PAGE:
Morris, who is in his first season at Clemson, wasn't in the mood to offer Boyd a pat on the back. This meeting was about the big picture, and the fact Boyd hadn't established himself in the grand scheme of what Morris had planned.
It was essentially one giant kick in the rear end. Boyd, a Phoebus High graduate, wasn't comfortable with the offense, and Clemson's coaching staff wasn't comfortable with him as the Tigers' bona fide starting quarterback just yet.
"For any quarterback, if you're not in a comfort zone, things are not really going to go well," said Boyd, a 6-foot-1, 225-pound sophomore who will lead No. 13 Clemson on Saturday at No. 11 Virginia Tech (4-0 overall).
Finding the right quarterback to run the offense he'd tweaked and honed in seven seasons of Texas high school football and one season as Tulsa's offensive coordinator was critical for Morris.
In 2003, Morris was the coach at Stephenville High in Stephenville, Texas, and Gus Malzahn was the coach at Springdale High in Springdale, Ark. Morris flew his entire offensive coaching staff from Dallas to Arkansas on multiple weekends to meet with Malzahn, who would ultimately go on to become Auburn's offensive coordinator and helped lead the Tigers to the national championship last season.
Morris wanted to learn more about the formation and motion-heavy spread offense Malzahn had developed. Morris and Malzahn were basically strangers at first, but Morris' investment in time with Malzahn paid off.
No team Morris coached between '03 and last season, including Stephenville, Lake Travis High in Austin (where he won two state titles) and Tulsa, finished with fewer than 10 wins per season.
With that kind of track record, Morris wasn't about to settle on just any quarterback to run his operation once he got hired at Clemson (4-0, 1-0 Atlantic Coast Conference).
"He better have a great summer, and he better take ownership of it," said Morris regarding his post-spring message to Boyd. "When we started football Aug. 5 (at Clemson), or whenever we started, he better be so far ahead of where he ended spring ball that it isn't even close."
Boyd obviously heeded Morris' advice.
Through four games, Boyd has completed 90 of 136 pass attempts (66 percent) for 1,255 yards, 13 touchdowns and one interception. In wins against No. 19 Auburn and No. 11 Florida State the last two weeks, Boyd completed a combined 52 of 77 passes for 730 yards, seven touchdowns and no interceptions.
He points to that post-spring meeting with Morris as a turning point in his development.
"It was huge," said Boyd, whose mother, father, brother and sister moved to nearby Seneca, S.C. – eight miles from Clemson – to be closer to Tajh. "(Morris) just told me that this offense was going to go as far as I control."
It doesn't hurt that Boyd is surrounded by players that came to Clemson with quite a reputation. Boyd, freshman wide receiver Sammy Watkins, junior running back Andre Ellington, sophomore wide receiver DeAndre Hopkins and junior tight end Dwayne Allen were all rated by most recruiting analysts among the nation's top 25 prospects at their respective positions coming out of high school.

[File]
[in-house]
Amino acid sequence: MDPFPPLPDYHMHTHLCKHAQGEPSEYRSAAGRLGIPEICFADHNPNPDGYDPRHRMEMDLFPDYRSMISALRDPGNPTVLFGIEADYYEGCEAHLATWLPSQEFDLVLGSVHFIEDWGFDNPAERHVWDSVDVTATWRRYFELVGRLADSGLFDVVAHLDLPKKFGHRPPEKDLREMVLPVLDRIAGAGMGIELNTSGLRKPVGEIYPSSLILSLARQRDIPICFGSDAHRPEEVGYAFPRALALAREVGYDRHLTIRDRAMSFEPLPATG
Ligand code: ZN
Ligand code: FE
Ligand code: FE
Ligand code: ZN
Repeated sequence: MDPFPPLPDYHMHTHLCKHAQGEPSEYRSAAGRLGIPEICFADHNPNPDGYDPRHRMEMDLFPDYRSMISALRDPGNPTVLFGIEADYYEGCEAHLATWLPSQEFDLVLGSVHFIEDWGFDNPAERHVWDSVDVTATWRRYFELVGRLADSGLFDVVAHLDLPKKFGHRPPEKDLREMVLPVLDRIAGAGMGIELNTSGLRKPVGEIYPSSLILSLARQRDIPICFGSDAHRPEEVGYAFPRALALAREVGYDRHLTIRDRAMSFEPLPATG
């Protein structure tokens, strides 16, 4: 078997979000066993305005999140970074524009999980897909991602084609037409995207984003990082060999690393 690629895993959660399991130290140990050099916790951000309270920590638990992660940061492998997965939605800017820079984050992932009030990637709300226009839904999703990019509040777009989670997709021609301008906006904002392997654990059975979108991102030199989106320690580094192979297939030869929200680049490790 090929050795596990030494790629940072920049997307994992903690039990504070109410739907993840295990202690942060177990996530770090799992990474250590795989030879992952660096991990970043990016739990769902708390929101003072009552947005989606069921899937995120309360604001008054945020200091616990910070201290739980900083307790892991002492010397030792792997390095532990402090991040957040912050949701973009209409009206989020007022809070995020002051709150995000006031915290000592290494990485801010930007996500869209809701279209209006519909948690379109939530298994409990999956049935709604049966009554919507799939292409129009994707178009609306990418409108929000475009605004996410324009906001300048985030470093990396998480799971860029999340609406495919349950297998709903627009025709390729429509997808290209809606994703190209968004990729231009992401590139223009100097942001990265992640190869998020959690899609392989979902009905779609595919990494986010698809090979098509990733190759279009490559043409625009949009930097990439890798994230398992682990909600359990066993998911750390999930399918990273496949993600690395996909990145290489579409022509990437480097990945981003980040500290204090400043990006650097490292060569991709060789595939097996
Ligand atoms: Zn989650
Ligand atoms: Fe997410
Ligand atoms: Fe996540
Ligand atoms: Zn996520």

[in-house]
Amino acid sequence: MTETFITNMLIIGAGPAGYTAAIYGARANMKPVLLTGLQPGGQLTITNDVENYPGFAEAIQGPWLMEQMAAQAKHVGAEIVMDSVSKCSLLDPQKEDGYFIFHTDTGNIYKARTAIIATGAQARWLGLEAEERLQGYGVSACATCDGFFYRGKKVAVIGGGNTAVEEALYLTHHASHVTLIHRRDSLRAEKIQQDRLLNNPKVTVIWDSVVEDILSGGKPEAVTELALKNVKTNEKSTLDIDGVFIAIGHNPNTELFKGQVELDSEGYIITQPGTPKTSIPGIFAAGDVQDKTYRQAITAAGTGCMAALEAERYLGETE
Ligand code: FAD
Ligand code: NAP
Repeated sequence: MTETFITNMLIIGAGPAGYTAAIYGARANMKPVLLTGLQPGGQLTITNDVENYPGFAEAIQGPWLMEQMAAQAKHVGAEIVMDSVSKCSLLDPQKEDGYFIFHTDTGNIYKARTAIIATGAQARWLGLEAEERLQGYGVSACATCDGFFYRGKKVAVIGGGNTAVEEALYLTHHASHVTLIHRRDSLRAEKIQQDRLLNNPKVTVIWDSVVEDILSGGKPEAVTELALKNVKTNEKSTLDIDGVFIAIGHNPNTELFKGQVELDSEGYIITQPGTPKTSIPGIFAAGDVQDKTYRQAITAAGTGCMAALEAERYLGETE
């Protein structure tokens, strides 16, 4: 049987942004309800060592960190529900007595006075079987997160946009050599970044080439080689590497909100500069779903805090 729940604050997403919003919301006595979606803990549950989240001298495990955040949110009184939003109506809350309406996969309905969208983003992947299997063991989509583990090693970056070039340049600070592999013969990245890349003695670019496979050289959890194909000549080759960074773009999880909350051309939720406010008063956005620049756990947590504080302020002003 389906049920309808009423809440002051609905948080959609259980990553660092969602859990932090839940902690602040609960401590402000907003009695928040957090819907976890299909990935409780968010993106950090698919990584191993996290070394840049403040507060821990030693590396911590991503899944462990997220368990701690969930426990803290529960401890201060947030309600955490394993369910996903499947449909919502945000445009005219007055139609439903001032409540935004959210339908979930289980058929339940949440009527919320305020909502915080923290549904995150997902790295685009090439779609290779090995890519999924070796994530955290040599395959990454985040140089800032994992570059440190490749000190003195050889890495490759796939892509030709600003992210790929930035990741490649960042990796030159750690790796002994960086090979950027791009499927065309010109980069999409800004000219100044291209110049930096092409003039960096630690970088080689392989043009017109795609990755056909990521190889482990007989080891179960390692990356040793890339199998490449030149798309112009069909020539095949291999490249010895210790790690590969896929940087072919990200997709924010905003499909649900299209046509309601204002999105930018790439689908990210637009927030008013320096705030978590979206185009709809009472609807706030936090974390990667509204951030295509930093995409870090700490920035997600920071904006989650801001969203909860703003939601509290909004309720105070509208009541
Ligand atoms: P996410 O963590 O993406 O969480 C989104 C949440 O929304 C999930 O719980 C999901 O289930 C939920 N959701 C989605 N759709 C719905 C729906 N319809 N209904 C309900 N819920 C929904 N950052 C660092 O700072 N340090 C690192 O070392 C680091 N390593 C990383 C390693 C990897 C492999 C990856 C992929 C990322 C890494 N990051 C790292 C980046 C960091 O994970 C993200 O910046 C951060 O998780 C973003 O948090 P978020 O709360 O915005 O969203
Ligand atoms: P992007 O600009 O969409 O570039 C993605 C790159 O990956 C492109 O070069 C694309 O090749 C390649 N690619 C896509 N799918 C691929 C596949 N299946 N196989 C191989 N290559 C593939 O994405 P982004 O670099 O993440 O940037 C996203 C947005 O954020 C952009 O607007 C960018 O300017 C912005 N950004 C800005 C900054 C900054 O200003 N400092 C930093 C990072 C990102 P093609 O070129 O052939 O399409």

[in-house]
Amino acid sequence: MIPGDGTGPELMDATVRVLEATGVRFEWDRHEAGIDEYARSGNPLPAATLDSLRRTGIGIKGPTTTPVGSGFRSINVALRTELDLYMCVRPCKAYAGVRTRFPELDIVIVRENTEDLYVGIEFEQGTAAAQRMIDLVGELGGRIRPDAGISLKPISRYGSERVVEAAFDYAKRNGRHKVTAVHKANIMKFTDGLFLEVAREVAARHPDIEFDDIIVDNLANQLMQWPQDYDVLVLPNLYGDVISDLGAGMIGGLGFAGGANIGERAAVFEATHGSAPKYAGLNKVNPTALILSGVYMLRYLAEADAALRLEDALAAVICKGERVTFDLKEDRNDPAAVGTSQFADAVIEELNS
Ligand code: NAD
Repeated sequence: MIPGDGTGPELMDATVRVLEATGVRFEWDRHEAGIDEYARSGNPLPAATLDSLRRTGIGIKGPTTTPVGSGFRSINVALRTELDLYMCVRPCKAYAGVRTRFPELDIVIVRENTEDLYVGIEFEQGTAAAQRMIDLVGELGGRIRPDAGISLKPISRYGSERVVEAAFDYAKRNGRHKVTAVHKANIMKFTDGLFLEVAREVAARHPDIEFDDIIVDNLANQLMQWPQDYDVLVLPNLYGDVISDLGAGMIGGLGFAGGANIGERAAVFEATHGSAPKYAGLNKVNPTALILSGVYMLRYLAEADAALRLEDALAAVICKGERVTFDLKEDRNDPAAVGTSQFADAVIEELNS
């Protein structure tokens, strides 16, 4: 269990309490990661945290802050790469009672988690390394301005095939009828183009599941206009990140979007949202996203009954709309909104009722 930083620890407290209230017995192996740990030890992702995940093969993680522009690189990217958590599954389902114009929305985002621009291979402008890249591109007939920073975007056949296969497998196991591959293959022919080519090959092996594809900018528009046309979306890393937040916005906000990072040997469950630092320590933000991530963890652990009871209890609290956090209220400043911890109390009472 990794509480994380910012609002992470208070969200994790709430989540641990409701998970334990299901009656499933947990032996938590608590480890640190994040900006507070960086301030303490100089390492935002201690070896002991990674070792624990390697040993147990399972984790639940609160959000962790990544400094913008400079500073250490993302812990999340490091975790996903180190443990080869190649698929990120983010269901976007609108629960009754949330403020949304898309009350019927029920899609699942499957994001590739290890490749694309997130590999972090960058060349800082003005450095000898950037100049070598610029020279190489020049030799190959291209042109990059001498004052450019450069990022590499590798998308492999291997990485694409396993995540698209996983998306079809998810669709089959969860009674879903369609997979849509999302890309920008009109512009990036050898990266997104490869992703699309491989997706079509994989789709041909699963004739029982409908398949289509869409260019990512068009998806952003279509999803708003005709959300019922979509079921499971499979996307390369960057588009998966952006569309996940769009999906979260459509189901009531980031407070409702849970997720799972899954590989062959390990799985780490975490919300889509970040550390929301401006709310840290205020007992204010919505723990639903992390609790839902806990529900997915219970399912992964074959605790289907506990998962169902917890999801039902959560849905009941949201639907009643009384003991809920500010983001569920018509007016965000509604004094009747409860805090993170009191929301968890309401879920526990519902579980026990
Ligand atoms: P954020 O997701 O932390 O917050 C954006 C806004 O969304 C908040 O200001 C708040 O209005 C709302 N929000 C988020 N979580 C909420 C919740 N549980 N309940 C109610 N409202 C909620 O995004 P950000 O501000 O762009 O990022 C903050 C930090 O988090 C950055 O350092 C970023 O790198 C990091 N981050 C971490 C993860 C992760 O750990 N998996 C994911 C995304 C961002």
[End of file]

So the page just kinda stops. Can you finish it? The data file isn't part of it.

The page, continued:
"Somebody is bound to be open," said Boyd of Morris' offense, which Boyd added targets 80-plus snaps per game. "You've just got to find the matchup."
Despite Boyd's success in Morris' spread, Clemson coach Dabo Swinney believes Boyd is more than just a system quarterback. Swinney has seen Boyd show an aptitude for interpreting defensive looks.
"I think Tajh would have been a great quarterback [in] whatever offense is out there," Swinney said. "He's perfect for what we do because we're really taking advantage of all of his skills.
"He's always had the skill set, but he's really developed into a quarterback. He really had a lot to learn when he got here. He knows what he's doing, and why he's doing it. He's become the unquestioned leader."
When Boyd sets foot in Lane Stadium, he'll at least be back in familiar territory. Not only will be in the state where he first started to make a name for himself at quarterback, it'll also be the site of one of his greatest victories.
The last time he was in Lane Stadium in 2008, he walked out a champion, after leading Phoebus to a 37-13 win against Dinwiddie in the Group AAA Division 5 state title game.
Boyd doesn't expect the Blacksburg atmosphere this coming Saturday night to be anywhere near as inviting as it was that December afternoon in '08 for Phoebus.
"I was actually talking to some of the guys about that earlier…how the last time I left that stadium (Phoebus) won, but it's going to be a crazy game (Saturday)," Boyd said. "(Tech quarterback) Logan Thomas texted me as soon as he knew the time and everything for the game. He was like, 'You know we've got a night game in Lane Stadium.' It's going to be exciting. I'm pretty sure it's going to be really loud."